DU acting proctor M Amzad Ali said, “A case has been filed against Golam Mowla but the verdict has yet to be delivered. He is taking classes and staying at the teachers’ quarters. We did not take any decision on him. Proper steps will be taken against him after the verdict.”

In its recruitment policy, the urban-based organisation targeted university and college students who are from well-off families. In the beginning, its activities were limited to seminars and discussions in auditoriums or halls. Later on, its presence was noticed on the streets too.

In a report in 2005, the intelligence agencies expressed fears that the group may turn into an extremist organisation any time and suggested closely monitoring its activities.

In September 2008, Rajshahi police arrested Golam Mowla and nine of his associates at Rajshahi City Press Club on suspicion of promoting militancy in the country. Later, he was released on bail.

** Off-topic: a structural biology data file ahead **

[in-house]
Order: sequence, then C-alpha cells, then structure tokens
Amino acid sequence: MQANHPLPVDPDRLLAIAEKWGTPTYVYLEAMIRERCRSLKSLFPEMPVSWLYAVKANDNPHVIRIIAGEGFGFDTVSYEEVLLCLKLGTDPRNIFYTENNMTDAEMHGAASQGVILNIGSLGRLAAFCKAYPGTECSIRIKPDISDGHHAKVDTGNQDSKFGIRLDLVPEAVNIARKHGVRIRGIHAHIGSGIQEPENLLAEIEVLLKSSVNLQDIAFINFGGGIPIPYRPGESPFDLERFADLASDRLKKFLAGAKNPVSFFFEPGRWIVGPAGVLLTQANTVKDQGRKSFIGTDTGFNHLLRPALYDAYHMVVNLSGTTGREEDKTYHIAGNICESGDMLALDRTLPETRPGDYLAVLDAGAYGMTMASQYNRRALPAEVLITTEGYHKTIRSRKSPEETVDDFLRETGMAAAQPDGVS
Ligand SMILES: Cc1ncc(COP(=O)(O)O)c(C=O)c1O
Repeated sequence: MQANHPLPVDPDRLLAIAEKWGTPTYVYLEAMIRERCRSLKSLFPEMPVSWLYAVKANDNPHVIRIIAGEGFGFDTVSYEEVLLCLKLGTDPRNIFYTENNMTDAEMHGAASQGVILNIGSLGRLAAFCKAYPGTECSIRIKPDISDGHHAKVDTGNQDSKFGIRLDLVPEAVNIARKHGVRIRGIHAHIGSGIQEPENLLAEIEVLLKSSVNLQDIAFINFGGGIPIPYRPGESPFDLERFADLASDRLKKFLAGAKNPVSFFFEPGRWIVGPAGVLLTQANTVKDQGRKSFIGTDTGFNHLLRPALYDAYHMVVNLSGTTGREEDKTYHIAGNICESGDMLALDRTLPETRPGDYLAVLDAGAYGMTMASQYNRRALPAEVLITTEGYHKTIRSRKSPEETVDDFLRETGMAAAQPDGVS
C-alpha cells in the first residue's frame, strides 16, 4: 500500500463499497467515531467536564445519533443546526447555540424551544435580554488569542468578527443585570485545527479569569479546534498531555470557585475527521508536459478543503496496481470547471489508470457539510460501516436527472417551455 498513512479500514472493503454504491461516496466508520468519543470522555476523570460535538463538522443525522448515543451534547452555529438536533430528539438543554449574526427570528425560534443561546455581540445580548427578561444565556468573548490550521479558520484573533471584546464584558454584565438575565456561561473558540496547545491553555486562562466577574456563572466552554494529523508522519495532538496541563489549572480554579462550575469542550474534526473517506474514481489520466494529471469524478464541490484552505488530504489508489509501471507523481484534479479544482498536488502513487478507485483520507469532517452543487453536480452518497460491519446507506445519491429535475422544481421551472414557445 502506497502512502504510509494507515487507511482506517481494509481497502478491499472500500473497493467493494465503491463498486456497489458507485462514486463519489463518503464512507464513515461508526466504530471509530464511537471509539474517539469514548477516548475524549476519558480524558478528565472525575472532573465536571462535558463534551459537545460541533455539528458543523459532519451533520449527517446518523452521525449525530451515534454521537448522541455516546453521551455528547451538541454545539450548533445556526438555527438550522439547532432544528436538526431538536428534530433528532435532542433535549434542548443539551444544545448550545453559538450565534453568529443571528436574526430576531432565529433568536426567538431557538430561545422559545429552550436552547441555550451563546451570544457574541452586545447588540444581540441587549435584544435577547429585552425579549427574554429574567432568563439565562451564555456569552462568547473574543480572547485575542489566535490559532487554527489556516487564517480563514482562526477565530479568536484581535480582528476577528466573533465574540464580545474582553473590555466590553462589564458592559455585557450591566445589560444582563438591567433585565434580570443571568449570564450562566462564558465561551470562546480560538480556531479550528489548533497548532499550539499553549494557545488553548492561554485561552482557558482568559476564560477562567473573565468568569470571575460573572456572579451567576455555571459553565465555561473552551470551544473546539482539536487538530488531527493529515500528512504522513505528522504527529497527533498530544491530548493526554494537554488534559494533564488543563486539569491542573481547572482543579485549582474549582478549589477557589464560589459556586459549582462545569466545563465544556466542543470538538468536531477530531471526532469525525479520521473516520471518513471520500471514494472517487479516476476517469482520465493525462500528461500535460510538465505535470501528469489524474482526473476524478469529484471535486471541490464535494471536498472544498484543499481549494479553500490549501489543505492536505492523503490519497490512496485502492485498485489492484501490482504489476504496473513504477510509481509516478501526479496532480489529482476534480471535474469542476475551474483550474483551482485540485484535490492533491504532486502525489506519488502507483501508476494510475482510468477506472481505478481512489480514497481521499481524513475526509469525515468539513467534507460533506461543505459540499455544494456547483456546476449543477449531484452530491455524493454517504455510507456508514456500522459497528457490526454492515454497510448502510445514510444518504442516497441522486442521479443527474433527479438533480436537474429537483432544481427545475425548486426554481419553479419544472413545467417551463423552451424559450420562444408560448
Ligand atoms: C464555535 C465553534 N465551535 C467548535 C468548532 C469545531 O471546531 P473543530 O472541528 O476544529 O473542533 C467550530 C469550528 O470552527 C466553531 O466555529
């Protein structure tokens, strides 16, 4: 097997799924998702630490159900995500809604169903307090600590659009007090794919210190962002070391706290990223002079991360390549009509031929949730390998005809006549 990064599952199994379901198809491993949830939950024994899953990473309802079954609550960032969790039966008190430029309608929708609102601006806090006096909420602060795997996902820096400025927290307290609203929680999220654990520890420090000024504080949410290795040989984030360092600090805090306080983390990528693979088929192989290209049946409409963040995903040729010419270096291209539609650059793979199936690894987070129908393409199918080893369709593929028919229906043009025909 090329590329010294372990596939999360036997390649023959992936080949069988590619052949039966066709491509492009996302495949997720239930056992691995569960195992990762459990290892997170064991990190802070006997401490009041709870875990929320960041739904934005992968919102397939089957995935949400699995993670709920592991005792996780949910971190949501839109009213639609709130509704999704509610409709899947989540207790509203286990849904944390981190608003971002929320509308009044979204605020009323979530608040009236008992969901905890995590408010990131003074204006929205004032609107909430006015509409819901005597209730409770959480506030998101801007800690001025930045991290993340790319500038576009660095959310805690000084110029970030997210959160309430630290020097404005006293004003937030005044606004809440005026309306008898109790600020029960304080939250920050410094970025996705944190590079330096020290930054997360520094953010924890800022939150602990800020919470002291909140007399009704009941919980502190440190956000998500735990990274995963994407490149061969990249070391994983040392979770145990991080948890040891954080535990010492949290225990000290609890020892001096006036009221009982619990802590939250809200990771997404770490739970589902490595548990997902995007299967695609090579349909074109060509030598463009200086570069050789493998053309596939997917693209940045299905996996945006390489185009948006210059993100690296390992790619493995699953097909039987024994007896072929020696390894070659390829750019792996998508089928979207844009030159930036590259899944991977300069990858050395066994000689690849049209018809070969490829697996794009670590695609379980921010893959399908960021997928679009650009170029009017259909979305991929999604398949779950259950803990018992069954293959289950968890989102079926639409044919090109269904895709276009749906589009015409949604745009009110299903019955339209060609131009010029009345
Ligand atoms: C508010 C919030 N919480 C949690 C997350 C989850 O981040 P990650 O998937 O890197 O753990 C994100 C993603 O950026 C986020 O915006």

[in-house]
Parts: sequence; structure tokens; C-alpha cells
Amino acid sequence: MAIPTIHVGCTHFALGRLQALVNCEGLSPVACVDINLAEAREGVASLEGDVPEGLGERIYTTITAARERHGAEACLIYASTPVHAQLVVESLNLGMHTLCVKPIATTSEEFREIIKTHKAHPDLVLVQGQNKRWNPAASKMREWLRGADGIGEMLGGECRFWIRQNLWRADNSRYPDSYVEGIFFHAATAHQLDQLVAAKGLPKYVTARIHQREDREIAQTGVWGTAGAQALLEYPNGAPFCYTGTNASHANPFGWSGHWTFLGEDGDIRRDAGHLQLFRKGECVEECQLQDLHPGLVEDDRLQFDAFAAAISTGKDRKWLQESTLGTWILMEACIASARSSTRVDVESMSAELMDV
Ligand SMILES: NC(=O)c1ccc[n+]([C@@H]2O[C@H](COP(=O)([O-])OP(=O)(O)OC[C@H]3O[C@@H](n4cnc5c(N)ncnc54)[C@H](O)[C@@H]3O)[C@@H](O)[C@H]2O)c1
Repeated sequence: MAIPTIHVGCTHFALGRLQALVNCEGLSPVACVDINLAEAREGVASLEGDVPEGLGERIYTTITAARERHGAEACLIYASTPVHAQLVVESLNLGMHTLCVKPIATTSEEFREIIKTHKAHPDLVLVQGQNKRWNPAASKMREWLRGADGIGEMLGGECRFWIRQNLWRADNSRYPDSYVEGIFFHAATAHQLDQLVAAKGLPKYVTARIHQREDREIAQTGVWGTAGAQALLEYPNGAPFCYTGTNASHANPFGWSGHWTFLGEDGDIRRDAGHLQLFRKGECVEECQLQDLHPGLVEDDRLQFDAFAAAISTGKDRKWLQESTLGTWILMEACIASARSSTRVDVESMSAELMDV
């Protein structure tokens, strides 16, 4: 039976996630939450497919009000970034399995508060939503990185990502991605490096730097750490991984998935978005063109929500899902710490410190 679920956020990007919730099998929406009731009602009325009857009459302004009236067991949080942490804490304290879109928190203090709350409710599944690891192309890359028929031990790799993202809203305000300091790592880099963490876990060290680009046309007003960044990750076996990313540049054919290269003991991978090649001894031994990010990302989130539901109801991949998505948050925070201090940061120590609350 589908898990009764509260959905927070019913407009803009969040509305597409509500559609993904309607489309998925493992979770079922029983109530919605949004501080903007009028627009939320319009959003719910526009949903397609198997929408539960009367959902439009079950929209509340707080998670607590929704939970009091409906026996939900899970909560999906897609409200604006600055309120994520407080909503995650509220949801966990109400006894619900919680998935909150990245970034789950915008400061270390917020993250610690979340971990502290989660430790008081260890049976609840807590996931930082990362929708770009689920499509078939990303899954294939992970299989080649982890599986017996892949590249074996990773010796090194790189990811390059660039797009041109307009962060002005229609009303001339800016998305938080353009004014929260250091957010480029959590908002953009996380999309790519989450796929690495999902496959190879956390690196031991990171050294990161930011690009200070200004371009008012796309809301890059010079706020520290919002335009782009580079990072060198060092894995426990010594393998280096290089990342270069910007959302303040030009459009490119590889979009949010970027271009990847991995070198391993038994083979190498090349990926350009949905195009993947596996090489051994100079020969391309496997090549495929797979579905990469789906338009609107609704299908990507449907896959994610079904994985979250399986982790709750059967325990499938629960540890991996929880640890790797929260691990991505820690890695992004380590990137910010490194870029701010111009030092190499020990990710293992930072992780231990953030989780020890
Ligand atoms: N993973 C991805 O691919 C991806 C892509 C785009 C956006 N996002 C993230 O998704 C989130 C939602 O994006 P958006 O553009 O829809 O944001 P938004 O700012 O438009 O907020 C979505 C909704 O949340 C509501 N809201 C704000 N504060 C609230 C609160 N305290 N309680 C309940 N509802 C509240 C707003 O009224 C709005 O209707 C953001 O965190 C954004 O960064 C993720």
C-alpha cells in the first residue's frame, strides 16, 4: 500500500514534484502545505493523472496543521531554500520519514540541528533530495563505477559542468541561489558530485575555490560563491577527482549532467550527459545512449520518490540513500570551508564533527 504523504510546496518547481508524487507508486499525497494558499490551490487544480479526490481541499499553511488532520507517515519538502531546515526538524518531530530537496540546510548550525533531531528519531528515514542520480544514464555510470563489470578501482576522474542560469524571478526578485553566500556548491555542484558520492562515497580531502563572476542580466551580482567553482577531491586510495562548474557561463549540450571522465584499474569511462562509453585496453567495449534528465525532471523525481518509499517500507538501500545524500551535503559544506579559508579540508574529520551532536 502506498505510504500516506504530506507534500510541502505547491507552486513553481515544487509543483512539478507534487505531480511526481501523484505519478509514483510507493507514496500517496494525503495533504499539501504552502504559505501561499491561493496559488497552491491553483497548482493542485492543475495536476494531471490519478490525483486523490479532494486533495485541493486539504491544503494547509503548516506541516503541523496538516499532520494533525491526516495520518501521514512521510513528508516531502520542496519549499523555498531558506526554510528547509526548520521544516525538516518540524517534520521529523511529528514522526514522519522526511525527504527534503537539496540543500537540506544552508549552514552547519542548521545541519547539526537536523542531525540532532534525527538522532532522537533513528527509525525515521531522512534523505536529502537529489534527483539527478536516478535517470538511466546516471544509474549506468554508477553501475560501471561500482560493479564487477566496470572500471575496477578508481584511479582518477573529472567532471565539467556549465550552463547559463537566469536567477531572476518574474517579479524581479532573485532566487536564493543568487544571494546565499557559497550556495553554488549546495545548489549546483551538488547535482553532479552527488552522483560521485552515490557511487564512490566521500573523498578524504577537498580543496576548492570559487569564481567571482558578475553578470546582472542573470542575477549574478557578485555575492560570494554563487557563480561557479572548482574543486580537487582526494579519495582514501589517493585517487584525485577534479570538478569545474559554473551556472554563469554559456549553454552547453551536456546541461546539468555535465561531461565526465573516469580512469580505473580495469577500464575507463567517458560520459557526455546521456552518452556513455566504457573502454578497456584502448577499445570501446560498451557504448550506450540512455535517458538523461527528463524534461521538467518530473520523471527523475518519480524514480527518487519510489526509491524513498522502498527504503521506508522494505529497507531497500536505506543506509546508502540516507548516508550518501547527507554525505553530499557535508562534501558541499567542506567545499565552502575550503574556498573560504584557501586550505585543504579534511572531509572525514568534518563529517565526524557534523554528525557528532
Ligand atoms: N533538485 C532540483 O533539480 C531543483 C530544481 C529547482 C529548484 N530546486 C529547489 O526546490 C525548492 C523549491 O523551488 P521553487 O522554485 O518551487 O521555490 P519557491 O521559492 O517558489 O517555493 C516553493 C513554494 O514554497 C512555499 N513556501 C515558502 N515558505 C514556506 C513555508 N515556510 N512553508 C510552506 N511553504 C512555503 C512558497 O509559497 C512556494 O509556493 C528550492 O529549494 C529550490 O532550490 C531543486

Hizb-ut Tahrir was banned in October 2009 as it had long been engaged in “anti-state, anti-government, anti-people and anti-democratic activities in the country”.

Though outlawed, its activists carried out clandestine activities, including holding rallies, putting up anti-government posters and circulating leaflets in different parts of the capital.

Tahrir’s name came to the forefront again during the spate of targeted killings in last year and this year as two of its activists were found to have been involved in at least two incidents.

Golam Faizullah Fahim, one of the three attackers who badly hacked a Madaripur college teacher in June this year, admitted to be a member of Hizb-ut Tahrir, police said.

Fahim was killed in a “shootout”, four days into the machete attack.